Freedom and independence can become casualties of conformity. “A person is either with this court or he must be counted against it” Proctor’s individual spirit is further revealed through his high value of his “name” and reputation, which he holds in such high esteem that he equates them with his soul. When Abigail accuses his wife of witchcraft and all his attempts to prove her innocent fail, he puts his very soul and life on the line, admitting to lechery in an attempt to disprove Abigail. That the Puritan judges refuse to believe him shows the depth of their distrust of the individual.

Proctor is eventually accused of wizardry, and is tempted with the possibility of innocence if he only admits his guilt. In conflict with his very nature, he begins to sign the confession, but refuses to hand it over to the authorities. His identity is in crisis, with the choice between dying like the honest man he wishes he were, and with living the life of a lying, lecherous sinner. His individual morality wins in the end, and he chooses to do what he sees as right despite the consequences. He tears his confession to shreds, declaring “…

I think I see some goodness in John Proctor. Not enough to weave a banner with, but white enough to keep it from such dogs,” as he goes to his death. His tragic end is an indication that Puritan society is not yet ready to completely abandon its traditions. Reverend Hale is another example of the Puritan shift towards individuality. Although he first enters Salem determined to seek out the Devil and “… crush him utterly if he has shown his face,” he sees the injustice being done to those accused of witchcraft, ultimately denouncing the trials and even sacrificing his orthodox faith.

Hale is a highly educated intellectual who applies reason even to the pursuit of Satan. It is natural, therefore, that he should see the glaring errors in logic at the Salem trials. He first resists his reasoning, but later cannot possibly fail to see that the trials are a sham. At the play’s close, he tries to convince the condemned to confess to what he knows are lies, reasoning “cleave to no faith when faith brings blood. It is a mistaken law that leads you to sacrifice… Life is God’s most precious gift; no principle, however glorious, may justify the taking of it. Despite the eloquence of his pleas, the prisoners are not swayed, preferring to die honestly than to live a lie. Hale’s own change is readily apparent, however, as he turns from the blindness of faith to reason and an individual spirituality. He now embodies a more modern, liberal belief. Abigail Williams is a representation of the dangers of individuality. As is typical of teens, she is rebellious and unwilling to conform to the standards of her community. She has also been prematurely thrust into independence by the deaths of her parents.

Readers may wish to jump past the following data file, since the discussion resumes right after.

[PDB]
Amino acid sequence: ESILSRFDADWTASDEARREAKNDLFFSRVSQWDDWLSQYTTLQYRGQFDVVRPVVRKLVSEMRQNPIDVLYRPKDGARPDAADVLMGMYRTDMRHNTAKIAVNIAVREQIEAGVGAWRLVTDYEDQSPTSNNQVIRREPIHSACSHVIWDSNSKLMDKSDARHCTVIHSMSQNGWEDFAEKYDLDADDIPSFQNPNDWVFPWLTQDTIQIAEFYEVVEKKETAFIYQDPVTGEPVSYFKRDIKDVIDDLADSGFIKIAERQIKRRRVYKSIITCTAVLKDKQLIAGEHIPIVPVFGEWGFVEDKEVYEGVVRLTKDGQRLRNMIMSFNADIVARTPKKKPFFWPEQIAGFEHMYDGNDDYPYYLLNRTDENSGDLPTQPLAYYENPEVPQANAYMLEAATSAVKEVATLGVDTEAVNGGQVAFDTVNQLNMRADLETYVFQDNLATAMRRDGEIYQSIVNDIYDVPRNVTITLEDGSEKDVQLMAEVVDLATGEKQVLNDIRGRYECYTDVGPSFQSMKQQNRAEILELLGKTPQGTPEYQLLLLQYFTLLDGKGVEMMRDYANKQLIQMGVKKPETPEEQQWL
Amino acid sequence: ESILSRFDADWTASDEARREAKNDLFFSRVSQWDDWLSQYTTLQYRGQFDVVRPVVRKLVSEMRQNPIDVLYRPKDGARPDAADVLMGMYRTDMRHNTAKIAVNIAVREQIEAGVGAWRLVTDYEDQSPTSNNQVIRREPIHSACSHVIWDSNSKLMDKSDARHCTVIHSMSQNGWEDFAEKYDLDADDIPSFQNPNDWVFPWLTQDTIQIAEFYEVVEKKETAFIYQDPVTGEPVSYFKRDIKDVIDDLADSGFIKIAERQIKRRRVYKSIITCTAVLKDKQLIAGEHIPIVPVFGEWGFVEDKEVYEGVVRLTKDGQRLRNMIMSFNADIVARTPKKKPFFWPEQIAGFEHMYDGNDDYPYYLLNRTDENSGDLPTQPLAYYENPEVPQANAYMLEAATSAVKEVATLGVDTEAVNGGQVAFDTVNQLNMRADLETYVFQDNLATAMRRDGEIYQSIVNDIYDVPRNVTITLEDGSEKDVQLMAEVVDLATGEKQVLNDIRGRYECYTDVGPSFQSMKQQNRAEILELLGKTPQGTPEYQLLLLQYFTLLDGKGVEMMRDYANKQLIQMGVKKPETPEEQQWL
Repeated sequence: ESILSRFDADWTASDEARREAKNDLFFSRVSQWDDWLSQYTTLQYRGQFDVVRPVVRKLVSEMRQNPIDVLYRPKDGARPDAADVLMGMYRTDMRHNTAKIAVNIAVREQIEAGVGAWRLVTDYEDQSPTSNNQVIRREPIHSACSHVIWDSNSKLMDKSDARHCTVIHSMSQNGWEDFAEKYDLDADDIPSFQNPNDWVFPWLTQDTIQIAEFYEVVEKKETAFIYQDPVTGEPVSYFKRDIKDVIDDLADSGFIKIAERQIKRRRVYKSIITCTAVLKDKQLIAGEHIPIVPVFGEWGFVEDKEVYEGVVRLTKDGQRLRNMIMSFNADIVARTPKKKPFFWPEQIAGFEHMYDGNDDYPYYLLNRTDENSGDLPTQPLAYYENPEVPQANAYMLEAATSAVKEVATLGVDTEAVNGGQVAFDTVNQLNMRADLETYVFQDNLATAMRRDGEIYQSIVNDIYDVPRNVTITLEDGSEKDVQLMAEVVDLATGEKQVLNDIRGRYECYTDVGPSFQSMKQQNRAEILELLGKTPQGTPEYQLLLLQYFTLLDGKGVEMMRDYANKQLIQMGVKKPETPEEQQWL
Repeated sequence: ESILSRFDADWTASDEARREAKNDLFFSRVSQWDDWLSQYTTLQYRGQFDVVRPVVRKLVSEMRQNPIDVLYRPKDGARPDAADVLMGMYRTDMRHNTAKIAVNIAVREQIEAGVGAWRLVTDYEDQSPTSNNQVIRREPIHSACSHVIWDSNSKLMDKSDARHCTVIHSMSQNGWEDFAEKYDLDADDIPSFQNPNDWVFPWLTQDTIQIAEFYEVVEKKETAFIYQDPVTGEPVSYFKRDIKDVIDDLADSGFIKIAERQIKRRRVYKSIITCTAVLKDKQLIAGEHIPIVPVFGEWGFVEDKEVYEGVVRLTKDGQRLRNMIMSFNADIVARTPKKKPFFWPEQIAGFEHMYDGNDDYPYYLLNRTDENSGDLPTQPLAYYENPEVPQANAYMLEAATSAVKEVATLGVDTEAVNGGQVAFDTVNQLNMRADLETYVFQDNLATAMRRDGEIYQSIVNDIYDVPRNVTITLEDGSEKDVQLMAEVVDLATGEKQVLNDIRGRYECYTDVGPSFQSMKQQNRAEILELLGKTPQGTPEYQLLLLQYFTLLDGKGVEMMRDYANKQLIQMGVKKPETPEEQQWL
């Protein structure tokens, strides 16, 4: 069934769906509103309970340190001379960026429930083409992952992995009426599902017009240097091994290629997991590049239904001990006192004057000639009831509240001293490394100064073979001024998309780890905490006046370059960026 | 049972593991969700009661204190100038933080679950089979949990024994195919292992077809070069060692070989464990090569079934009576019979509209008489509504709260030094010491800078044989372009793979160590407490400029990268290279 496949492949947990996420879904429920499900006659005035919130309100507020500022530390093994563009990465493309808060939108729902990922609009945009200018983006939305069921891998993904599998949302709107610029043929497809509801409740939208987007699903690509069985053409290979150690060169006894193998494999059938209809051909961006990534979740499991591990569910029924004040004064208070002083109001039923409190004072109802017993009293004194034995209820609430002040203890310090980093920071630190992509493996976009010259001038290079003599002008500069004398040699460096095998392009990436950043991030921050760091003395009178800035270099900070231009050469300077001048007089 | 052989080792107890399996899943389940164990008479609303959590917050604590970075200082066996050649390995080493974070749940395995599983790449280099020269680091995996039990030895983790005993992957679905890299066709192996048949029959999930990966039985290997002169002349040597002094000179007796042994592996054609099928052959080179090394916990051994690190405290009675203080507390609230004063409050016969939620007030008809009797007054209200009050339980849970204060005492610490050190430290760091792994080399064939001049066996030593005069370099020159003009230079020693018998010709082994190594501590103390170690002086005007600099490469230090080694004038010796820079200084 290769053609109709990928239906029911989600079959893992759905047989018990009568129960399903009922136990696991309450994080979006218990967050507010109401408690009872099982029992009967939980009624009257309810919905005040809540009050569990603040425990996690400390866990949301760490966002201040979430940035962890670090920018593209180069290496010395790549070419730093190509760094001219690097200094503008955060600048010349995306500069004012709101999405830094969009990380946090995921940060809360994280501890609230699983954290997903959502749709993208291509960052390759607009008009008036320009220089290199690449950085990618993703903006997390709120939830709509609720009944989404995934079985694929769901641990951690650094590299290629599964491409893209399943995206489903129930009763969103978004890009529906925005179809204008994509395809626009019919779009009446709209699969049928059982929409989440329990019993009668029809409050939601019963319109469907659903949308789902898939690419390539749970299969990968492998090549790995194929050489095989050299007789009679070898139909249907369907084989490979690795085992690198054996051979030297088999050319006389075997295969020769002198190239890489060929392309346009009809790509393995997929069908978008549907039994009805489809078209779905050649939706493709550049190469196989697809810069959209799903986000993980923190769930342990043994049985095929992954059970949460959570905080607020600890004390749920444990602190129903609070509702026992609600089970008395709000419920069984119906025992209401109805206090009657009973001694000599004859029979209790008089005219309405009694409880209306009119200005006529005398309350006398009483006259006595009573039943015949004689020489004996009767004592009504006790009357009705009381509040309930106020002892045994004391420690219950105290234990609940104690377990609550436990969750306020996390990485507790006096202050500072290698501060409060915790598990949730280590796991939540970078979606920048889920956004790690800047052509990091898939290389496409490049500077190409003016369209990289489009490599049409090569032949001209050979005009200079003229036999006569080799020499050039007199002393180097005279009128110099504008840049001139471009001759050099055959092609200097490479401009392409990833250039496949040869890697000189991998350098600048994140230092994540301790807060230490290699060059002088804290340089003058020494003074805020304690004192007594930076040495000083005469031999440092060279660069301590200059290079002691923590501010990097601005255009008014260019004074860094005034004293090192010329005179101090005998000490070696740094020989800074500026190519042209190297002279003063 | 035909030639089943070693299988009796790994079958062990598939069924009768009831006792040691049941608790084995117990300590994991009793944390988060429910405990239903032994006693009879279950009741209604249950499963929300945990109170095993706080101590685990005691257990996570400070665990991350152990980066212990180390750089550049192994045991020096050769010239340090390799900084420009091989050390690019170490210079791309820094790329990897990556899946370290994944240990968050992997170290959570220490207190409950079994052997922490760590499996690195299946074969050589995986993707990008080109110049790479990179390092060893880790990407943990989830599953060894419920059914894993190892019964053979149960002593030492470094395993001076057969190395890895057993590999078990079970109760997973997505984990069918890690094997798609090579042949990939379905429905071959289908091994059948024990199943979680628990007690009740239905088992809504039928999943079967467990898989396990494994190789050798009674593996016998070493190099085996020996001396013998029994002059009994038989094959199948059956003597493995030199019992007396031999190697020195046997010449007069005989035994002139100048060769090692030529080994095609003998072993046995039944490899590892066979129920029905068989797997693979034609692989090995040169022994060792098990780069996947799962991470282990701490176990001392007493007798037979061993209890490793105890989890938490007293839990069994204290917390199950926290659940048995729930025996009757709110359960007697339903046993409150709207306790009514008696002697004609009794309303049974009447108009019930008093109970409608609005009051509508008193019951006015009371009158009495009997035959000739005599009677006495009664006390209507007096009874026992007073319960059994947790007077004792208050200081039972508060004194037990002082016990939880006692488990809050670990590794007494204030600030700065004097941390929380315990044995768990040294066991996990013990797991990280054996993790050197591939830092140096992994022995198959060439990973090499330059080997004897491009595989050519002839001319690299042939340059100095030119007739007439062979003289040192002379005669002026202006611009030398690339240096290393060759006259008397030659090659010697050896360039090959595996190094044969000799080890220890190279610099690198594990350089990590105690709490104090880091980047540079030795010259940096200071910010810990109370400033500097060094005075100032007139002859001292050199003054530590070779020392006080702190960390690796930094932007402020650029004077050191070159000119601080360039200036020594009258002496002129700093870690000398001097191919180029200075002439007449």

Her immature individuality manifests itself as selfishness, greed, and egotism. The entire witch hysteria is a result of her self-serving lies and machinations. Her lying accusations of Proctor’s wife eventually lead to the condemnation of her lover, and she and another of the girls “afflicted by witchcraft” flee Salem by ship after stealing money belonging to Reverend Parris, her uncle. Throughout the study of The Crucible it has shown me that a person’s challenge to resist or embrace the thought of belonging to a society like Salem can change through the minds of a person